• Deep Sadness: the best I can describe this is as an endless pit of tears.  A well so deep as to be bottomless.  For me, it is often triggered by babies or children and happy new mothers.  At least, right now.  I've always wanted to be a mom, and I don't think I'll ever get to be one.  Also triggered by couples, people with successful careers, and job searches.  
  • Stupidity: brain misfires, the inability to think, a lack of concentration, losing words and names.  I'm smart.  I am.  Gifted is what they called me in school.  I was just one point off from getting a perfect score on the ACT in high school.  I remember almost everything I read.  I learn quickly, needing, in general, just one pass at any task to be able to do it again.  And yet, there are times when I can't think.  I just can't.  I can't think, I can't remember, I don't know.  I can't string words together to make a sentence.  I can't read.  I can't understand.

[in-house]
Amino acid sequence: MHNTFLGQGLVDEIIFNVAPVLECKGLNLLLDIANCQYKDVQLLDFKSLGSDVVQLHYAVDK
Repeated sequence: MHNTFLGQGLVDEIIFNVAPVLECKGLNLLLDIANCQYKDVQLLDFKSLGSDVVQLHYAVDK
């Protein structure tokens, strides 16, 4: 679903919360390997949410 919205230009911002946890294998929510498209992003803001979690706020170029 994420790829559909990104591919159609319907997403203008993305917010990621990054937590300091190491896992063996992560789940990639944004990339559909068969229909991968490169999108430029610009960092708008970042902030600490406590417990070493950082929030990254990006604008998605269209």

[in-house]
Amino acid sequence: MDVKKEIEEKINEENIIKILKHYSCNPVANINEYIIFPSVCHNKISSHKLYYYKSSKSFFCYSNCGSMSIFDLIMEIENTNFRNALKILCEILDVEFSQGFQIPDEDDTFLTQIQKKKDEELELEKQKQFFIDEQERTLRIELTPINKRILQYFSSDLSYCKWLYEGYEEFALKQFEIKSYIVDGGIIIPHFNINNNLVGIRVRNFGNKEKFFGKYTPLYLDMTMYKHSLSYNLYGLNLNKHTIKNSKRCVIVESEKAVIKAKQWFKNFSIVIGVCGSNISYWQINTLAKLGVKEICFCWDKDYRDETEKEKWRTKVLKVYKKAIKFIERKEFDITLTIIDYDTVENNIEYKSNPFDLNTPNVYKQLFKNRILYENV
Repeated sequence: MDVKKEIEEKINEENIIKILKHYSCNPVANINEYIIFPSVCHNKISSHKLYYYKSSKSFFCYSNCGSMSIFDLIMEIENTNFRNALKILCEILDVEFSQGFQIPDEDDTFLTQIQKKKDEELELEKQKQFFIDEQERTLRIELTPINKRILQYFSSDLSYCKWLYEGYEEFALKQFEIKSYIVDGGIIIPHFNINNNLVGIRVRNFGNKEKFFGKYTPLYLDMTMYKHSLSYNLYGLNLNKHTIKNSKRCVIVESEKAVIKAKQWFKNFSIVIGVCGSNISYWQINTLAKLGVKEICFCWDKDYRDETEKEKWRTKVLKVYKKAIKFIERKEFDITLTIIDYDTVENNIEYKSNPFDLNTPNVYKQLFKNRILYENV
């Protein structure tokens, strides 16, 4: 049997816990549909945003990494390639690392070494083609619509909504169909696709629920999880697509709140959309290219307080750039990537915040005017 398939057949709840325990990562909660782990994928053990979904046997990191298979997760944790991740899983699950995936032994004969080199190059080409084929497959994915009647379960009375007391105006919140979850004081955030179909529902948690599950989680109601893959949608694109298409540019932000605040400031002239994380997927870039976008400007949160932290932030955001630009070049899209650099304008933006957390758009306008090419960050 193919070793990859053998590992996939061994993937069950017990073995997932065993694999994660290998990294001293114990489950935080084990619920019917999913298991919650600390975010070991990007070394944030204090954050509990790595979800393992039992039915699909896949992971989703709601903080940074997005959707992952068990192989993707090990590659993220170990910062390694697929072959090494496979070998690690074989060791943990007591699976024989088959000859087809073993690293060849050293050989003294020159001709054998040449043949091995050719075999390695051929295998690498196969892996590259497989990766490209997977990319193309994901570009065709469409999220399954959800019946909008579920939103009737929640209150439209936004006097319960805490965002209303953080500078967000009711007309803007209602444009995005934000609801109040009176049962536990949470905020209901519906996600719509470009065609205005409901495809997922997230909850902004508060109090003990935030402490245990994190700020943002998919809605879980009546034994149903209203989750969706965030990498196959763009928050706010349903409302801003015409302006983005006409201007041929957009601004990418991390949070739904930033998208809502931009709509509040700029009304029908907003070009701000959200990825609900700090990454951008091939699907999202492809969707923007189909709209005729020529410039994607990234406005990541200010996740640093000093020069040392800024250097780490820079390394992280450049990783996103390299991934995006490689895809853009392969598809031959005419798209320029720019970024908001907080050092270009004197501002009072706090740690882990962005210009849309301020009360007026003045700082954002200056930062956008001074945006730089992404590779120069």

• Physical Pain: this one doesn't happen very often, but any of the symptoms above can and sometimes do trigger migraines or muscle cramps/spasms.  Sometimes I just ache.  Sometimes I just hurt.